For the use-by date to be valid, you must follow storage instructions on the package. For example, if the instructions on the packaging tell you to refrigerate after opening, you should keep the food in a fridge at 5°C or below.
The expiration date is the date up to which the food maintains its microbiological and physical stability, and the nutrient content declared on the label.
Some long-shelf-life foods that are critical to nutrition, must carry expiry dates. These include meal replacements, nutritional supplements, infant formulas and formulated liquid diets, which should not be consumed after the date on the label has passed.
*This one is a bit tricky.
A Sell-By date tells the store how long to display a product for sale, whereby there is a reasonable storage period in the customer’s home. You should buy the product before the date expires.
It’s not a good indication of food’s safety, but dependent on the type of food it is, you should aim to use it as soon as possible or store it properly. I’ve seen this one on baked goods.
Food Date Labels related to food quality
When we talk about the quality of the food, we’re referring to its texture and taste. Cornflakes is a great example! The longer you keep that box for before eating it, the more stale or less crispy those cornflakes will be. It doesn’t mean they aren’t safe to eat (once unopened), but the eating experience isn’t as nice.
Manufacture or Pack date
The pack or manufacture date is the code that refers to the date the food was washed, graded, and packaged.
Best Before Date
The best before date is sometimes seen as best before end (BBE). This date label is about the quality of the food item. While the food will be safe to eat after this date, it may not have its best flavour and texture. Best before dates appear on a wide range of foods including:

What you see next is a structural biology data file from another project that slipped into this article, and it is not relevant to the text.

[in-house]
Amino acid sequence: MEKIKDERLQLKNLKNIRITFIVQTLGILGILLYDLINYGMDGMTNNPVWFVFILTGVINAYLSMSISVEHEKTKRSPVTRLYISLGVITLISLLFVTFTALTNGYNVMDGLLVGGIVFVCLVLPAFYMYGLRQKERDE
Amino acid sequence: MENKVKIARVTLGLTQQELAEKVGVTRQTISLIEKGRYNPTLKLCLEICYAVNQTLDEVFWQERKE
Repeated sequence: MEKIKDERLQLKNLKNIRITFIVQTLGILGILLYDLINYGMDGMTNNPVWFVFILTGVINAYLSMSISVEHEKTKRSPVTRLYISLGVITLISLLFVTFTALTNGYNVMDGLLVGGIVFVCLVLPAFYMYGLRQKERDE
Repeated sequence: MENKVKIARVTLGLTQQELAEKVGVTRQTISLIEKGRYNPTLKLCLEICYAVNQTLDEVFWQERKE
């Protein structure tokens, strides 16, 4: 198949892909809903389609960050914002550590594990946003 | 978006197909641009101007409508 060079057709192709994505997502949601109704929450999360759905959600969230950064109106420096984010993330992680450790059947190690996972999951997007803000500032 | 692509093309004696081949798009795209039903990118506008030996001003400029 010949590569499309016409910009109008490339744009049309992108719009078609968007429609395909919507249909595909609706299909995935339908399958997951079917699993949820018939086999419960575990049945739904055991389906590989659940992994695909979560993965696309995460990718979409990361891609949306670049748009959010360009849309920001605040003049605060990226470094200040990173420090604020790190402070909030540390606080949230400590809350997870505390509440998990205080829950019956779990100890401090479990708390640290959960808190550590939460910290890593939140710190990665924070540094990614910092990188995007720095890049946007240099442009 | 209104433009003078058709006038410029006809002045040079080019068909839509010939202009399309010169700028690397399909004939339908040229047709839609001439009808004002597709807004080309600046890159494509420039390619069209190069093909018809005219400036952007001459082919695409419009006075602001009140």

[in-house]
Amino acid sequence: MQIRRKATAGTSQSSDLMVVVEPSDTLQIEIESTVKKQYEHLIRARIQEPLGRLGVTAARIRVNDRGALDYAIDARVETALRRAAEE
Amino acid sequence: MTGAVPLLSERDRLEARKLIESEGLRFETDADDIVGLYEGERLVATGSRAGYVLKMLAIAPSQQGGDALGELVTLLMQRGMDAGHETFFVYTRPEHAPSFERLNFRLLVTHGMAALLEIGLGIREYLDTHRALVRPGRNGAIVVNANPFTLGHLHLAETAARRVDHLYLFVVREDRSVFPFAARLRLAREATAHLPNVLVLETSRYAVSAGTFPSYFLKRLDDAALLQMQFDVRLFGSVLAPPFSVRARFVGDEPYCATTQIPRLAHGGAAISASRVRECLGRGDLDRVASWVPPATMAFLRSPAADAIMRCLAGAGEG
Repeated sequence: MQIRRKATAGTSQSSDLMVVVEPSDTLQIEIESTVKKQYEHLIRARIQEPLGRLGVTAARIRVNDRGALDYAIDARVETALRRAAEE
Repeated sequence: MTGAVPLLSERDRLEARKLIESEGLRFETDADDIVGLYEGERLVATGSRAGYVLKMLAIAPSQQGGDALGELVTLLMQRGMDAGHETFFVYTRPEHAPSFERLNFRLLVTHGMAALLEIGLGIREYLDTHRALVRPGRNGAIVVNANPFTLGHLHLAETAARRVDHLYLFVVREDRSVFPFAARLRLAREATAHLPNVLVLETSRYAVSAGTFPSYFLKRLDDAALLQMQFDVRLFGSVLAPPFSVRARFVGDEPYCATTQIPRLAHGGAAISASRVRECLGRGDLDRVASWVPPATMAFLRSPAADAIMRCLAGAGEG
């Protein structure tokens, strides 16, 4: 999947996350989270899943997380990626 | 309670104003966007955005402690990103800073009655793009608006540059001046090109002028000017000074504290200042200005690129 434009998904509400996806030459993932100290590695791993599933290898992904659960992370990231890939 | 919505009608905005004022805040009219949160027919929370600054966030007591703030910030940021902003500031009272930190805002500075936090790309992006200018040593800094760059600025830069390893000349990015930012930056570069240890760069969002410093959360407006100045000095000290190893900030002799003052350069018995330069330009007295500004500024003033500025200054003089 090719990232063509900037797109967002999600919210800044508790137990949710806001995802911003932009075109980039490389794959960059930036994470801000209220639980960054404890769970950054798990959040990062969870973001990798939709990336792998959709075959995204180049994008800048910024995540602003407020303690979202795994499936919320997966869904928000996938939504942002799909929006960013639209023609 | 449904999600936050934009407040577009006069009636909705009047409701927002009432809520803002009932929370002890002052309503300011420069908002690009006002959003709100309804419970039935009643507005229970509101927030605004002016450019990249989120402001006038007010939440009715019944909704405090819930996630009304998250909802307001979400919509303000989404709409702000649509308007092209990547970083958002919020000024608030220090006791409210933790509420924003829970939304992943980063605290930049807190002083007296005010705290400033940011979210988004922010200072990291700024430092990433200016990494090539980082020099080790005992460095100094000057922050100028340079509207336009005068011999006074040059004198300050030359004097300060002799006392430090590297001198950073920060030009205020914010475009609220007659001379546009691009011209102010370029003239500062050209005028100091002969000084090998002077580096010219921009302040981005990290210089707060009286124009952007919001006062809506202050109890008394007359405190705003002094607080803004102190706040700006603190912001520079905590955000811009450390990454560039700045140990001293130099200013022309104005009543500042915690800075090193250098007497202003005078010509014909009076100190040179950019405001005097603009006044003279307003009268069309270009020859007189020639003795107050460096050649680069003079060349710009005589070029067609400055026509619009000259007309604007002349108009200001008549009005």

- frozen foods
- dried foods
- tinned foods
A key takeaway about the BBE date: it will only be accurate IF the food is stored according to the instructions on the package.
A good rule of thumb is, the higher water content (moisture) and fewer preservatives (processing included) a particular food has, the more likely it is to spoil in a short time. Use those as soon as possible, or refrigerate them.
Would you like to know more about food safety? Is this something we should chat about more?
American Heart Association, 2018. Understanding Expiration Dates: How do I know when my food’s gone bad? [WWW Document]. www.heart.org. URL https://www.heart.org/en/healthy-living/healthy-eating/cooking-skills/storing/understanding-expiration-dates-how-do-i-know-when-my-foods-gone-bad (accessed 11.29.21).
FAO, WHO, 2001. Codex General Standard for the Labelling of Prepackaged foods, in: Codex Alimentarius – Food Labelling. Food and Agriculture Organization of the United Nations, World Health Organization, Rome.
Food Standards Agency, 2021. Best before and use-by dates [WWW Document]. Food Standards Agency. URL https://www.food.gov.uk/safety-hygiene/best-before-and-use-by-dates (accessed 11.29.21).
University of Nebraska-Lincoln, 2015. How Food Spoils [WWW Document]. UNL Food. URL https://food.unl.edu/how-food-spoils (accessed 12.5.21).